Sunday, December 5, 2010

Time to Call the Plumber?

Loose lips sink ships.

 Advice given to service men and women during WW II

It’s kind of amazing to think about it but prior to World War II, there were no rules provided to members of our military on what they could and couldn’t communicate to people outside their unit.  I assume it was a little easier to be a spy before that time.

Espionage has been around for centuries, of course. There is evidence that the ancient Egyptians used agents to assess enemy forces. And, the very quotable Sun Tzu said, “It is essential to seek out enemy agents who have come to conduct espionage against you and to bribe them to serve you…. Thus doubled agents are recruited and used”.

Leaking is different than spying. Pamphleteer, Thomas Paine, famously published (leaked?) information about a secret alliance between the Americans and the French, which was news to the British at the time. He was forced to resign as secretary to a committee of Congress.

French revolutionary, Joseph Fouche, is often credited with establishing the first government institutions dedicated to espionage. He was a popular guy by the time Napoleon began his campaign.

During the Civil War, the Confederacy developed an extensive network of spies who were managed from an office in Richmond down the hall from Jefferson Davis. One agent brought a copy of the Philadelphia Enquirer to General Robert E. Lee outlining troop movements by Union General McClellan. Lee cancelled his battle plans and moved his own forces to counter the moves.

The CIA is perhaps more famous for its failures than its successes. (How would we know about their successes?) There was the Bay of Pigs, of course. And, the CIA missed important developments leading to India getting the bomb in 1974, the collapse of the USSR and the presence of Weapons of Mass Destruction in Iraq.

While the Iraq war continues to have daily impact on the United States, those other events of the last 50 years are now part of history. It is unlikely that a Wikileaks event would have changed the outcome. There are inexorable forces at work that will affect our security long after this controversy becomes part of the history books. So, it strikes me that we need to take a long term view of Wikileaks.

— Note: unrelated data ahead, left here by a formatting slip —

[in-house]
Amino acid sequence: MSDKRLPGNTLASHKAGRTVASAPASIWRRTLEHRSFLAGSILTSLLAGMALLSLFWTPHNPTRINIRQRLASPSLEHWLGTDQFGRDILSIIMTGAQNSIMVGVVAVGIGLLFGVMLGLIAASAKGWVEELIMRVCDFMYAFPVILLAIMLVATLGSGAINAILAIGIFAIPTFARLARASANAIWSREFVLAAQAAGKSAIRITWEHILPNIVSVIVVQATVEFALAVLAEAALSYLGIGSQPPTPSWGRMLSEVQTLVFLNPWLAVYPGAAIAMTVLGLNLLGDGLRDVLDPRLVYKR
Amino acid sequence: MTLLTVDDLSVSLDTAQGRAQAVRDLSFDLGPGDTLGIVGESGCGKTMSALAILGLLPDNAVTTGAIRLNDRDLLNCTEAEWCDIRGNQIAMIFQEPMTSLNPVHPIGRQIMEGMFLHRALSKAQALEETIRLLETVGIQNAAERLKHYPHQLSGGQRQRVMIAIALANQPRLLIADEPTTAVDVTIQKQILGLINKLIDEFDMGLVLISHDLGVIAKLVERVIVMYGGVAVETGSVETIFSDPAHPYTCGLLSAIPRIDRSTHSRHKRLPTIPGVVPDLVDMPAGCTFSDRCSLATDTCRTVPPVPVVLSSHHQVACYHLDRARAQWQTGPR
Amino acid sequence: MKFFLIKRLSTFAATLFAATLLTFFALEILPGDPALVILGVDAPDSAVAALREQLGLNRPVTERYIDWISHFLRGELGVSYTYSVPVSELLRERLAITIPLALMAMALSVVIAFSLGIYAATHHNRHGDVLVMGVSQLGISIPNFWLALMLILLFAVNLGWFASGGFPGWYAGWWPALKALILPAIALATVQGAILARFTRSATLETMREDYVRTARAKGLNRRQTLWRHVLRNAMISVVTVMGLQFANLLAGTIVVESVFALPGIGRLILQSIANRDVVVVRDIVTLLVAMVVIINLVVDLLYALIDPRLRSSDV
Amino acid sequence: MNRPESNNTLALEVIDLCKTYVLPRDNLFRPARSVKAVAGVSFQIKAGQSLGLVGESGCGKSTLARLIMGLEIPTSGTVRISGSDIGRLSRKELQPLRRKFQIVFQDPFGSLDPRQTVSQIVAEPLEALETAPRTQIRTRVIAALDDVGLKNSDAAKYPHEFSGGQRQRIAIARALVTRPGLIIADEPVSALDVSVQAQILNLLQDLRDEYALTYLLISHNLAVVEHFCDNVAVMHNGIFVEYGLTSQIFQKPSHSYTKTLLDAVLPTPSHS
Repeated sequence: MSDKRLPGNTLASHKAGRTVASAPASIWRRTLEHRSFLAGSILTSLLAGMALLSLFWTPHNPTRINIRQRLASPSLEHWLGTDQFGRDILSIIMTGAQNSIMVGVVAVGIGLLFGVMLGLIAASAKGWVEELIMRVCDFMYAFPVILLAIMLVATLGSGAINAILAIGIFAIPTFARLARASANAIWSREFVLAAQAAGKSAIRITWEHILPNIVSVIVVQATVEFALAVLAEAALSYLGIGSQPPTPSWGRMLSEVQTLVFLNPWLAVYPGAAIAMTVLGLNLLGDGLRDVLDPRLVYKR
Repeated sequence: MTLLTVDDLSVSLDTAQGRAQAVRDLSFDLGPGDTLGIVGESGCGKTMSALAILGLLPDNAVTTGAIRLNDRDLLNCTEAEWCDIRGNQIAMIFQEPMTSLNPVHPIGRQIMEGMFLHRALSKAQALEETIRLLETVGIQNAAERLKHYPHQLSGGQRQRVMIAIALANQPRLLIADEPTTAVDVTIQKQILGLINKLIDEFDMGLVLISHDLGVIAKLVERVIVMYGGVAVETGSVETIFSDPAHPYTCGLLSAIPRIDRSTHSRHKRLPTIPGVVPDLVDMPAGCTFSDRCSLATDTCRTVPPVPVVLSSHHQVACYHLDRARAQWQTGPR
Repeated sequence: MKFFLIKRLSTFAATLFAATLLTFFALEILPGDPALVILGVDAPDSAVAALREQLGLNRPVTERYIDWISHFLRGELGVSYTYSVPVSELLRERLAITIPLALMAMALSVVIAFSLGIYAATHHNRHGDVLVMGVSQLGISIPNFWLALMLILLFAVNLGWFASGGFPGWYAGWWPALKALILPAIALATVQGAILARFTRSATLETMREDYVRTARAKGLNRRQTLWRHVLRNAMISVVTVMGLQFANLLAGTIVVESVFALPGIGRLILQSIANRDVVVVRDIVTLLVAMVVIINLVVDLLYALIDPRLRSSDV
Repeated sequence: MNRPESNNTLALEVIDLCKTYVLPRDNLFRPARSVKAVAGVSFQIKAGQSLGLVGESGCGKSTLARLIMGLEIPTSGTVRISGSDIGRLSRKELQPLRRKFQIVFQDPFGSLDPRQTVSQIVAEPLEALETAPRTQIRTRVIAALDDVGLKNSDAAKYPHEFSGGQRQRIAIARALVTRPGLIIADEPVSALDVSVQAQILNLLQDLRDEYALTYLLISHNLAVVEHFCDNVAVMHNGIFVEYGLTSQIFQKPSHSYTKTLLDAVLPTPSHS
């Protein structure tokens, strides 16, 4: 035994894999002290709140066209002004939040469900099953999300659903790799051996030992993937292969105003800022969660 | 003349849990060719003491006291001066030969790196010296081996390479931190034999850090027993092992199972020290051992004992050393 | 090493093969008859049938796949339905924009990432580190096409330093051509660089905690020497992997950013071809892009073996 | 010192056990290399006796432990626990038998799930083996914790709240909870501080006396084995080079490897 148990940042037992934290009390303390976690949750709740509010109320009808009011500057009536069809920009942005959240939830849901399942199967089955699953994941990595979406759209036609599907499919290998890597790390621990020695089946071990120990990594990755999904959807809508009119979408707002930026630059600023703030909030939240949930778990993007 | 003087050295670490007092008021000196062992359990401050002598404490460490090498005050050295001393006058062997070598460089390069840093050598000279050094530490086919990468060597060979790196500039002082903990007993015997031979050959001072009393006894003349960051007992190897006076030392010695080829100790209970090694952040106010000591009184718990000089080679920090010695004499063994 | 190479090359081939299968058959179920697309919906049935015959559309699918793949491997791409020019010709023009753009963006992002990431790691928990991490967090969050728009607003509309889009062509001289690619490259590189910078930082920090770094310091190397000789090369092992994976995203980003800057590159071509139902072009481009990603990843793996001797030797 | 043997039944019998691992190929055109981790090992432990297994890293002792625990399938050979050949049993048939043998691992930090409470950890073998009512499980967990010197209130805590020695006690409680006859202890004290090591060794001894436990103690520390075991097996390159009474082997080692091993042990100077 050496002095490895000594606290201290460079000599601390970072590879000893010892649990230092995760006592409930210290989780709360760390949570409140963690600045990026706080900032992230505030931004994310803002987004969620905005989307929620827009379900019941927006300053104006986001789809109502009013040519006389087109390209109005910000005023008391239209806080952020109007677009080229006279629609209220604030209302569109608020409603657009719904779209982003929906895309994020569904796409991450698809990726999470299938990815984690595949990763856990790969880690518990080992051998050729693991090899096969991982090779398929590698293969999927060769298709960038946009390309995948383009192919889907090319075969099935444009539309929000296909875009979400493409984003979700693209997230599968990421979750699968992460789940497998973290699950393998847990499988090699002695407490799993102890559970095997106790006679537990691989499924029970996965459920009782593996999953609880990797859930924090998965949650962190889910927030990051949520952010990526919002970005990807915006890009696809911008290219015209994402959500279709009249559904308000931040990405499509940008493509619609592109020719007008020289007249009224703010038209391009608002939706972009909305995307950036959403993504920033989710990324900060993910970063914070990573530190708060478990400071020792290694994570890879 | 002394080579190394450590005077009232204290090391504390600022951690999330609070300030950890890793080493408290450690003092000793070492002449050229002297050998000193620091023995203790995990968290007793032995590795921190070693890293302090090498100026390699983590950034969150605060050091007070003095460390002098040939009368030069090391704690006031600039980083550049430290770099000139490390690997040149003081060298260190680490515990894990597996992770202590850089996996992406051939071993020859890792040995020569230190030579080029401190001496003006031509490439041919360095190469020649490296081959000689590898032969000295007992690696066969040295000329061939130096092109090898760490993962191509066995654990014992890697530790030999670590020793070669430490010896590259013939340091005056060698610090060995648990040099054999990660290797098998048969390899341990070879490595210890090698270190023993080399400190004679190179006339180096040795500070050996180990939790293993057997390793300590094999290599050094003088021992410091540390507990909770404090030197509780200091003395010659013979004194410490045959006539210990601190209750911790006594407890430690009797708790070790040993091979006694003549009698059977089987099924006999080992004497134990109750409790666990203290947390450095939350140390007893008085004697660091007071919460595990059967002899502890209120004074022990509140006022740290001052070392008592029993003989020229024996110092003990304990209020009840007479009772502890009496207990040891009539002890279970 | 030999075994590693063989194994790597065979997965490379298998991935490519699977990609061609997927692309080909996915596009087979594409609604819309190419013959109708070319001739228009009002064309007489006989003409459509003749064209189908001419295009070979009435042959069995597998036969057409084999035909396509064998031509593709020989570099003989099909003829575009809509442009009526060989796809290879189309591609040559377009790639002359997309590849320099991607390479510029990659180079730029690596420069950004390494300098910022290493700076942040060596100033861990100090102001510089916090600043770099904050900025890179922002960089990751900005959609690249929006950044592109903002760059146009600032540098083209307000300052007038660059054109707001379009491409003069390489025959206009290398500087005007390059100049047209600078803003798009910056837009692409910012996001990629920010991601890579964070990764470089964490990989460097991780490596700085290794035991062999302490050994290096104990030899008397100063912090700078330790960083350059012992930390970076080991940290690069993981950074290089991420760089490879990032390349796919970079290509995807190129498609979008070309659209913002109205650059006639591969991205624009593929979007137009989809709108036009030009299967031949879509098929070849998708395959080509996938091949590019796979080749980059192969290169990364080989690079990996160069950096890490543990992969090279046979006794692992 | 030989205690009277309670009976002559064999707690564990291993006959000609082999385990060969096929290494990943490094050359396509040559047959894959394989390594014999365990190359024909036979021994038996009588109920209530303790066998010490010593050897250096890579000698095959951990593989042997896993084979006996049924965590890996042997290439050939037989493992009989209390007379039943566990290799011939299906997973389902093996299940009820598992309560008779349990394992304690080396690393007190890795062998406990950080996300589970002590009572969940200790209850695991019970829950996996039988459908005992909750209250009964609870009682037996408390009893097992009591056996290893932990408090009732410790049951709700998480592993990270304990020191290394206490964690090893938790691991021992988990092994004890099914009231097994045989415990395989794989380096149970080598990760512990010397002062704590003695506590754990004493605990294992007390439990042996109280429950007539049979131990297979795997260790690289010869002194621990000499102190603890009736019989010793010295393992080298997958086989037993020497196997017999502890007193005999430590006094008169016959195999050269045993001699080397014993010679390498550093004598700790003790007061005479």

It is important that we pay careful attention to the interests of Russia in Eastern Europe. During the Cold War, the Iron Curtain represented the western most boundary of the Russian sphere of influence in their entire history. Conversely, the current western border of Russia is set more to the east than it has ever been. Noting that Vladimir Putin is an “alpha dog” should surprise no one, least of all Vlad. What he might do next could surprise us all.

China’s economic growth rate is unsustainable in the long term. The cracks are already starting to show. Yet, they continue to be the single most important influencer in Asia. Are we prepared to deal with both the short term and long term developments?

The Arab world has been unstable for decades. Their only economic asset is oil. They have no middle class to speak of and the ongoing Jihad makes even our best allies suspect over the long term.

And, then there’s Korea……

Nothing that Wiki leaked will have a serious impact on these inexorable trends.

At the end of the day, it reminds me of when your high school teacher intercepted a note being passed around the class and read it out loud. A little bit of name calling and characterizations that are embarrassing to hear out in the open but no real harm done in the long term. (I suppose kids send text messages now. What’s a school teacher to do?)

There were two things that really struck me during the airing of all this gossip. When I was a young military officer, I had a Top Secret clearance. It was granted to me because I had access to encrypted messages. However, during my brief career in uniform, I never once saw any Top Secret information. Why? Because I didn’t have a “need to know”.

So, how is it that a private first class in the US Army had access to all this information? Did he really need to know what was being said between the Ambassador to Pakistan and the Secretary of State? What possible purpose could that serve?

My second observation has to do with LEADERSHIP. Despite our hyper partisan political environment, the opposition Republicans refrained from attacking the administration’s policies. It was a rare display of LEADERSHIP on their part.

“You don't lead by hitting people over the head - that's assault, not leadership.”
                                          ----  Dwight D. Eisenhower

1 comment:

  1. Talking about Leadership ...... if you reverse the view of the top from the other end of the telescope .......... all you see and hear is, "It's Bush's fault" ....... I don't know if you caught Bill O'Reilly's interview with President Bush, but President Bush refused not once, but everytime, the opportunity by O'Reilly to comment on or second guess the decisions of the current seat warmer in the Oval Office ...... at each instance, President Bush refused to do so. Who will Lead, the void that was left when President Bush left office has not been filled and I doubt it will be during the 4 year term of obama.

    WikiLeaks ....... so much petty cable traffic between politicians and bureaucrats ...... I think one foreign bureaucrat said ....... and I paraphrase, "no big deal, you should hear what we say about you" ......

    When it comes to the current administration, maybe the question should be, "Can anyone lead?"